It seems like an eternity ago already, that I went to Asia for the first time. Prior to this trip, I’d spent 5 days in Melbourne on my own, but that was the extent of my solo adventures. I was 27, naive, and hungry for change.
When I arrived in Hong Kong, I was not a happy camper. I arrived by boat from Macau and it was quite a fall from grace to be checking out from the Hard Rock Hotel in the City of Dreams, Macau and checking into a backpackers in Causeway Bay, Hong Kong. I’d gone from a luxurious king sized bed, room service and an even more luxurious bathroom to sharing a room with 5 other girls. There were 2 sets of bunk beds with 3 levels. Each bed had it’s own makeshift curtain for privacy. I opted for the bed on the ground since I was too scared to climb the ladder and sleep mere inches below the ceiling.
I remember going for a walk, not really knowing where I was going. I was continuously stopped by beggars and my goodness I was homesick. I walked into a small supermarket and spotted a box of Weetbix in the International Foods section. I don’t even eat Weetbix, but that familiar packaging forced tears into my eyes. What had I done? Why did I think that travelling alone in such a foreign part of the world was a great idea? I wanna go home.
I got back to my digs and hid behind my makeshift curtain. I think I cried myself to sleep that afternoon, this was the first time (and only time as it turns out) that I’d felt truly homesick. The kind of homesickness that buries itself in the bottom of your ribs. That you feel with every breath. The kind that questions every thought and action I took that lead me to this moment.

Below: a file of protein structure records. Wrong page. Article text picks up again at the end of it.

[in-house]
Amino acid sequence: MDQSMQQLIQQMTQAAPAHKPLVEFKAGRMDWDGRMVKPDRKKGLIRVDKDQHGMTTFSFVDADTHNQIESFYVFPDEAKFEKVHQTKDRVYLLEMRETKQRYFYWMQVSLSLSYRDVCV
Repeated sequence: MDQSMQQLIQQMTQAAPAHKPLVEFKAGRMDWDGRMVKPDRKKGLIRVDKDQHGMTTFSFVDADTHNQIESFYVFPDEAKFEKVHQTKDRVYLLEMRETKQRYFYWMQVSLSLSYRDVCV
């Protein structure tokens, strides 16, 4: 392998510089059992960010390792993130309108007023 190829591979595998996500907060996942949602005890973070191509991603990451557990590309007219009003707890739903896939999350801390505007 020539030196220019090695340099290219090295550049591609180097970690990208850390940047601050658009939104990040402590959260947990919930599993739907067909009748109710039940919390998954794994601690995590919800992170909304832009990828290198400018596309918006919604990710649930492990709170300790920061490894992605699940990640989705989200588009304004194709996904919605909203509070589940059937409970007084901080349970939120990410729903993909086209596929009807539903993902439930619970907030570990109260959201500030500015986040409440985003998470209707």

After a nap, I went out into the lounge area and got chatting to a couple of Australian girls. They shared their stories about Hong Kong and how much they loved it. I described my experience with the beggars and they said I was just unlucky because they hadn’t encountered any of that. Hearing those familiar accents, and positive stories about this city gave me the motivation I needed to shake off this funk.
Over the next few days I made numerous friends and got up to all kinds of mischief. Wild nights at Lang Kwai Fong (night clubs), getting caught in the rain at the top of Victoria Peak, eating all kinds of weird food, laughing until the sun comes up.
On my last night in Hong Kong, I took time to reflect. I went to a quiet bar on my own, ordered shisha and a cocktail, and gave myself time to just sit back and think about everything I’d done over the 3 weeks leading up to that point. It was in this moment that I finally felt comfortable in my own company. The fear had gone. I was happy.
I ended up leaving that bar with someone, then proceeded to ditch him when he tried to take me to a red light district. I went back to Lang Kwai Fong and danced until dawn. I met someone incredible, then I bolted when he went to the bathroom. I had no sleep and I almost missed my flight. I cried in the taxi to the airport in part because I didn’t want to leave and partly because I was so afraid of missing my flight.
My adventures have certainly evolved since that trip. I found an inner strength on that trip that I don’t have the language to describe. I haven’t felt homesick like that since. And despite the emotions I felt on that trip, it hasn’t put me off, nor has it filled me with any regrets.
Travel is one thing that you can invest in, that you’ll never regret. Even if things don’t go according to plan, you’ll still learn from it, and look back it fondly.